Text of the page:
The former Conservative prime minister said he smelt a "fairly putrid rat" over the way the Government had handled the release of papers surrounding his government's retreat from the Exchange Rate Mechanism (ERM) on Black Wednesday, 16 September 1992.
Mr Major came close to accusing ministers of abusing the Freedom of Information Act to damage the Tories under Michael Howard before the general election. "I think a moratorium around election time to end some of these shenanigans would be appropriate," said Mr Major.
He said there had been "dirty work at the crossroads" by Labour over one erroneous report last week based on a Whitehall leak that he and Norman Lamont, his Chancellor at the time, had opposed the release of the papers. People had suggested to him "they smell a rat in terms of some of the things that have happened over the last few days".
"I agree with them and the rat is fairly putrid," he said. "There is absolutely no doubt about the fact that there was enemy action against Norman Lamont and me in the lobby [of political journalists] last week claiming that we were trying to block the papers."
Allies of Mr Major said he was also furious at a false claim that Black Wednesday had cost Britain pounds 27bn. The documents yesterday showed the debacle cost pounds 4bn.
Some of the most damaging references to the Major and Thatcher governments were withheld on the recommendations of officials in charge of the FOI Act. They included a claim in one document that "open warfare" between Margaret Thatcher and her Chancellor, Nigel Lawson, had destabilised the exchange rate. However, the phrases that had been censored were e-mailed to the BBC on the day the main papers were released.
Mr Major accepted government assurances that the leak of the redacted remarks was an honest mistake.
"I suspect it was an accident and the official who inadvertently did it is still hiding in a cupboard hoping nobody finds out," he said.
However, Mr Major said the new Act enforcing the release of ministerial papers had been badly drafted and needed to be revised.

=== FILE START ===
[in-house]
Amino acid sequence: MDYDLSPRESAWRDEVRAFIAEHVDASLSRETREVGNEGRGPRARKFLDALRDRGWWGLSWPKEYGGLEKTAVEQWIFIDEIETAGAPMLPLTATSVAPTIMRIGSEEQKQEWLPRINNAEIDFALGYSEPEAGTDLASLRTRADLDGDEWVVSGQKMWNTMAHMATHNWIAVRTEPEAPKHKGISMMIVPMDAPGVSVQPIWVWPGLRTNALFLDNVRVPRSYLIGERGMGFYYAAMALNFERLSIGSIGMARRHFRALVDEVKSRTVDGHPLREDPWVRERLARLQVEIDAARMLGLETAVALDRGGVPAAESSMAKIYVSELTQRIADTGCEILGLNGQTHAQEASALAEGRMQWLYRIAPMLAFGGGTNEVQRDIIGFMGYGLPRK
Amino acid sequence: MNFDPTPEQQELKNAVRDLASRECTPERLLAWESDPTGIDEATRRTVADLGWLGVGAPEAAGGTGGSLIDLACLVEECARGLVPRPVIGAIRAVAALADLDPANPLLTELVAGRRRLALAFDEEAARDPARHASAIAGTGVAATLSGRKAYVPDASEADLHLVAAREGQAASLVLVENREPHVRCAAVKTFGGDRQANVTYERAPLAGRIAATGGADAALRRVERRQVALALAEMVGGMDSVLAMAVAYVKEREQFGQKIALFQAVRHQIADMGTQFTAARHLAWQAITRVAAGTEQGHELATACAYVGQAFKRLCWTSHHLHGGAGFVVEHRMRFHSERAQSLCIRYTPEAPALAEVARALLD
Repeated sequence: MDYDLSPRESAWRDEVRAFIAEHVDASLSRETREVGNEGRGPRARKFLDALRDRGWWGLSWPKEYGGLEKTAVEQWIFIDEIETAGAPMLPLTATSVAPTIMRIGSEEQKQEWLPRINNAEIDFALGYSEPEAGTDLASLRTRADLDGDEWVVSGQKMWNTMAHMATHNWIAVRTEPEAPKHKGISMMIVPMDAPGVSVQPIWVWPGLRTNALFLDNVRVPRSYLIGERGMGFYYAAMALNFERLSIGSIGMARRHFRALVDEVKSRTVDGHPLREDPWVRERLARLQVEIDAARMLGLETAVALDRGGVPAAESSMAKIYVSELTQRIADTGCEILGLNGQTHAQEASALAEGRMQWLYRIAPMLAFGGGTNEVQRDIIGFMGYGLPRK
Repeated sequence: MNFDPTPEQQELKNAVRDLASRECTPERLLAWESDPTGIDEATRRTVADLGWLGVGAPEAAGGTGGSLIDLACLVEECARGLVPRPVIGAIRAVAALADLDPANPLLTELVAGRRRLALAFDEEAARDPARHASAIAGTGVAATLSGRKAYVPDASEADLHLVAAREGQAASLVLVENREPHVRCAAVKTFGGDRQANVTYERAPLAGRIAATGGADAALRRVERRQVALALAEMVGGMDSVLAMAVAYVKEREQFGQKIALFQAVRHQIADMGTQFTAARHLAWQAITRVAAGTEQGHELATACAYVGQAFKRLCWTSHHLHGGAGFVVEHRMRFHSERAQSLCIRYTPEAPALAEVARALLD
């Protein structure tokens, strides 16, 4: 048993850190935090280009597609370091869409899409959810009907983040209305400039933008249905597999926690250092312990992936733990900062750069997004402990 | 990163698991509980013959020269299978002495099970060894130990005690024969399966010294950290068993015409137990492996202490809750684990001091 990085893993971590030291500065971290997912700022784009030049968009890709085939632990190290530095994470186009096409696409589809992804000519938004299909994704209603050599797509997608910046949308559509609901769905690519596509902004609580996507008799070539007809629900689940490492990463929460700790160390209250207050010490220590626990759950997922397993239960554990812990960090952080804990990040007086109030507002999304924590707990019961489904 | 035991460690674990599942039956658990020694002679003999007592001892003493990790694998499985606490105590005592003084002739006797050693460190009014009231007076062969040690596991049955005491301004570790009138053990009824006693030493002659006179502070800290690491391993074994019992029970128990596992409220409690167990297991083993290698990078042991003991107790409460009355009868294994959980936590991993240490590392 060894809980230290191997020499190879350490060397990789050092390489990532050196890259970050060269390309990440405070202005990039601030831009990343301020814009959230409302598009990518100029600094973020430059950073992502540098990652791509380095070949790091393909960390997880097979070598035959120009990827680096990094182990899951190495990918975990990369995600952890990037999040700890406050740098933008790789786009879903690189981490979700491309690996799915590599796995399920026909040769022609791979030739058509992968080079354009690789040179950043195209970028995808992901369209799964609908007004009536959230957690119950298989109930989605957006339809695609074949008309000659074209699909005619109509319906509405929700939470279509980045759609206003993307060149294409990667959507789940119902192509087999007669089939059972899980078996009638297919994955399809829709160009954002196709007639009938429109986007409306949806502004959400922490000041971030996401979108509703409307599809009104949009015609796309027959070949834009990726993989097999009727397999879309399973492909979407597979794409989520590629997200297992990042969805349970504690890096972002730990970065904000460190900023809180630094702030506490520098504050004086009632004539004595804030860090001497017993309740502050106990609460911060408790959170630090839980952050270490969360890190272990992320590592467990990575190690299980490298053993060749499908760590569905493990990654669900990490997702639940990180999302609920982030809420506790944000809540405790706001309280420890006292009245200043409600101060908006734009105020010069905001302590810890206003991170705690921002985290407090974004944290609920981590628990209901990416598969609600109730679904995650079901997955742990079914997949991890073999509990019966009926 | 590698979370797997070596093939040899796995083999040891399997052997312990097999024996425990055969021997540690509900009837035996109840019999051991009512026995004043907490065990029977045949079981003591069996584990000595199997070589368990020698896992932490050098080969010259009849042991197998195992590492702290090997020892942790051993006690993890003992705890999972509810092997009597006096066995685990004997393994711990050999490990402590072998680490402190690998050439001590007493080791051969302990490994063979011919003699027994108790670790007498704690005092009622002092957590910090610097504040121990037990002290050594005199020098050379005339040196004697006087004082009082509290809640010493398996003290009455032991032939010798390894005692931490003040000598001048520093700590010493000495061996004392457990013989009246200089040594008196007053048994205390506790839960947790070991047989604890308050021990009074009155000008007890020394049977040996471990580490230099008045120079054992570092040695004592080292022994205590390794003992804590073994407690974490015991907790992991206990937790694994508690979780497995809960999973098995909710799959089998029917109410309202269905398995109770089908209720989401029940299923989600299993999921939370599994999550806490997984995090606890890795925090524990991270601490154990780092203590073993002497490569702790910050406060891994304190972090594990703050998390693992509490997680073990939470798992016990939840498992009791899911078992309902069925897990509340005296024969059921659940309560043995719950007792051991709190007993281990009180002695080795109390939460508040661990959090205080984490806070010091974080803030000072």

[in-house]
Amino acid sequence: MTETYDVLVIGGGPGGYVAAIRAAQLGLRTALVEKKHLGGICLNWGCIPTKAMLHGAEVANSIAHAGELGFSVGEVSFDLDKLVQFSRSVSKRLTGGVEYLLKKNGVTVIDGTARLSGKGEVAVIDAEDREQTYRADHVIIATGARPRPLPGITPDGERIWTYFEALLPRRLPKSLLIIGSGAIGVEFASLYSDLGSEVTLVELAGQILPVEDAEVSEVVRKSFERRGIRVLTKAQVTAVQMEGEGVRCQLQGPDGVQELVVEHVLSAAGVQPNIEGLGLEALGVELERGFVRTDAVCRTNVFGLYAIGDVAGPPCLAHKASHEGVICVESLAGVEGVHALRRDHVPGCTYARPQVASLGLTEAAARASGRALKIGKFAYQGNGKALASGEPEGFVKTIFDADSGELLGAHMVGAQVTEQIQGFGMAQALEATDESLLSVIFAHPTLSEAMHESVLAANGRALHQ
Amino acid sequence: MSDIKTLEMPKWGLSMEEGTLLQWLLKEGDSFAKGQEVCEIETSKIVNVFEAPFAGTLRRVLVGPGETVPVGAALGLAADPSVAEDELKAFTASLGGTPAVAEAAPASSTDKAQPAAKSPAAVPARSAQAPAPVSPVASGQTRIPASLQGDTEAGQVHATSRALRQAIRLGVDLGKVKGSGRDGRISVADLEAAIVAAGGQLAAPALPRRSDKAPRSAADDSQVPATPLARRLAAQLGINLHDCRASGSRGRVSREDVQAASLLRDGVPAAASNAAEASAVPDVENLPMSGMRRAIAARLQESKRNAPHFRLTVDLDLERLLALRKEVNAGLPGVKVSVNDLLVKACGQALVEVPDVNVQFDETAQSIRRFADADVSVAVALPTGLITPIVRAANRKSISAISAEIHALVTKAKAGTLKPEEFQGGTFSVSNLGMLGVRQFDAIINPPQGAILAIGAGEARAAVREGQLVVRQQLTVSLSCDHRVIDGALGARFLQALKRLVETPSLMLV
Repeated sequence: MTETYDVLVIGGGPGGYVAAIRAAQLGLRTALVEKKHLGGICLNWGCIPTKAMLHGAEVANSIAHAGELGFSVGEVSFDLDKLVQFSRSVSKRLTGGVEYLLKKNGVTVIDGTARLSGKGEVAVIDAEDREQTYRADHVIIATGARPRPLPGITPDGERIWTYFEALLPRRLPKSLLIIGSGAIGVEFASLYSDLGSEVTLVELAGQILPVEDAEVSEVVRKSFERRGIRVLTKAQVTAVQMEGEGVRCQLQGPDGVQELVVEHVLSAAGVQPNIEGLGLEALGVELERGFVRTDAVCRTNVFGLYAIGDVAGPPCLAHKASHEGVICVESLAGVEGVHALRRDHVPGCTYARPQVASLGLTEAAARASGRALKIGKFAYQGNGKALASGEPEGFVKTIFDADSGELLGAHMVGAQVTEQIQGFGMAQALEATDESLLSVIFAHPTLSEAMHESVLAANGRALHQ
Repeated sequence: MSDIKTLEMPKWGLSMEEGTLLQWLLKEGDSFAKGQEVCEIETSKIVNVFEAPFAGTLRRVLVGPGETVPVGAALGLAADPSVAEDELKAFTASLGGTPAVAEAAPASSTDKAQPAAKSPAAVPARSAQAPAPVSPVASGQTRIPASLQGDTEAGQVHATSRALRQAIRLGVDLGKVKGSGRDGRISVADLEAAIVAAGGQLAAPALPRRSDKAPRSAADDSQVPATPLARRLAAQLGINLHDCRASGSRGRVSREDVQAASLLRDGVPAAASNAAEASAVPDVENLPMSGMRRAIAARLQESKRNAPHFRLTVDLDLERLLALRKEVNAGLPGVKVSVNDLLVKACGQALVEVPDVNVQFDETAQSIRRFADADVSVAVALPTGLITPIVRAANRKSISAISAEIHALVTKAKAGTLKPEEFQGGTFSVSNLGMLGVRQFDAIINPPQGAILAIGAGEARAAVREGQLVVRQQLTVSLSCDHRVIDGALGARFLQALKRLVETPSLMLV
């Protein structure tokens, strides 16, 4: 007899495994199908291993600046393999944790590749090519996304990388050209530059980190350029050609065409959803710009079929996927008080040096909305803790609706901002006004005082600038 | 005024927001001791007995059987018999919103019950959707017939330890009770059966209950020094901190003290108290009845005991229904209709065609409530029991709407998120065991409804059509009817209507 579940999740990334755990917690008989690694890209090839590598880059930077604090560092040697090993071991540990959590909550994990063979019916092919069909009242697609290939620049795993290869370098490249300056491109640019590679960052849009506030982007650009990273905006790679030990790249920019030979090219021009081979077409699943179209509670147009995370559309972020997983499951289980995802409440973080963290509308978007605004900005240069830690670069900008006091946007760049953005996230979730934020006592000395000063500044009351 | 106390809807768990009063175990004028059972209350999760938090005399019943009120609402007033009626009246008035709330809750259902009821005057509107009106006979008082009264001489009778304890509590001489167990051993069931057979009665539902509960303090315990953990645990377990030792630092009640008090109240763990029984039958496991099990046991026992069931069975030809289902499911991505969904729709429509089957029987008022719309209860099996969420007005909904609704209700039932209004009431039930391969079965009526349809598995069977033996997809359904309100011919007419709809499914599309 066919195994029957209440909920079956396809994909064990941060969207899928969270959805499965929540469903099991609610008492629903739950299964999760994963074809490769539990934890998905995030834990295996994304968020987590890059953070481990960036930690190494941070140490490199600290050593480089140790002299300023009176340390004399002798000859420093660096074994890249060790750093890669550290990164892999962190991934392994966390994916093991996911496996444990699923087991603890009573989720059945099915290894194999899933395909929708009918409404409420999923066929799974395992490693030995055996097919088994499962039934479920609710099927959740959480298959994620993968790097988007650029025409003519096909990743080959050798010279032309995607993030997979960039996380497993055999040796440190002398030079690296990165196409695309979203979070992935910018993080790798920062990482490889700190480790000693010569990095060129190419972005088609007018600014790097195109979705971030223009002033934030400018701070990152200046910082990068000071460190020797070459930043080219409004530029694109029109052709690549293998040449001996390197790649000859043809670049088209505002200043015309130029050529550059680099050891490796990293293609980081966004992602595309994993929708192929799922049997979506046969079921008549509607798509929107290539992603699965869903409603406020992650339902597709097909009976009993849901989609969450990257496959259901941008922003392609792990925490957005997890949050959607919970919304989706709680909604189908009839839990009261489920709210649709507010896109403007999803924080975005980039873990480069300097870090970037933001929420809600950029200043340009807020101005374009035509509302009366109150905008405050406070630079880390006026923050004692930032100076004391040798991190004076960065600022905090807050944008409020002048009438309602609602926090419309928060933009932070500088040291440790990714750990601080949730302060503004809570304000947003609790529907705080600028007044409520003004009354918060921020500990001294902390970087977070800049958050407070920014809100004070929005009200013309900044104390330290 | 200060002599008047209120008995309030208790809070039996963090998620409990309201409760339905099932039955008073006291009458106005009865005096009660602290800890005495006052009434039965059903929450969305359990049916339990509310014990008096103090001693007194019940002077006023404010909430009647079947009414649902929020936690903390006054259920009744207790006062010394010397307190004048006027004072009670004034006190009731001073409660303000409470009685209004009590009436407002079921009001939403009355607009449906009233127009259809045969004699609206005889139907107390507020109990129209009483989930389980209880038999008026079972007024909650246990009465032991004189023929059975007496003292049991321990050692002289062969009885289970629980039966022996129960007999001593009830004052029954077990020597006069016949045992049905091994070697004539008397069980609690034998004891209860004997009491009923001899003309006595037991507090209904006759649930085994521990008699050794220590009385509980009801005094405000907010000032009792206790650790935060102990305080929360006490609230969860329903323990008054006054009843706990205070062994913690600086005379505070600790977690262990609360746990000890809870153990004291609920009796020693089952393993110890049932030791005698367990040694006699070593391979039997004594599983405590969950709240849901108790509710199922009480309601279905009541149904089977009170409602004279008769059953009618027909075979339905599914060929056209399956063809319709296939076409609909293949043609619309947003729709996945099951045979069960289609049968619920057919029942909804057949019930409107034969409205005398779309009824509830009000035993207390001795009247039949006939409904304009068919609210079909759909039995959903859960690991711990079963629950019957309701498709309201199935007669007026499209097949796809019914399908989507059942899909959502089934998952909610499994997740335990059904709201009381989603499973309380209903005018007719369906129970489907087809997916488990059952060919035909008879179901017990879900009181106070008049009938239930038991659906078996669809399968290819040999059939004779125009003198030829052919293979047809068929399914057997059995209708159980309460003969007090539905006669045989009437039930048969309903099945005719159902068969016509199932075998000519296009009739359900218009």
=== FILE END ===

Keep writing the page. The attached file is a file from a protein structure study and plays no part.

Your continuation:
"The way the Act has been drafted is self-evidently one-sided. It opens up former governments and it keeps closed and protects present governments. That can't be right," he said. "In some ways I would make it more open.
"I think the protection of economic forecasts, for example, could be lessened. I don't see why they should be held for years. Once a policy has been announced, based on a forecast, there's no reason why the forecast shouldn't be published."
Senior Tory MPs have complained that the Government was prepared to release the ERM papers relating to the past Conservative administration, but has refused to release its own potentially embarrassing papers.
The Treasury has withheld papers detailing confidential ministerial discussions of the five tests on which Gordon Brown, the Chancellor, rejected Britain's entry to the euro.
Lord Falconer, the Secretary of State for Constitutional Affairs, defended the legislation. "There is a public interest balance to be struck. Where it is struck is ultimately to be decided not by politicians but by the Information Commissioner and the Information Tribunal," he said.
"The idea that this is in some way a restrictive Act or less effective than other FOI regimes in other countries is completely wrong. Everyone agrees you need some position whereby the formulation of policy could be done suitably confidentially."Reuse content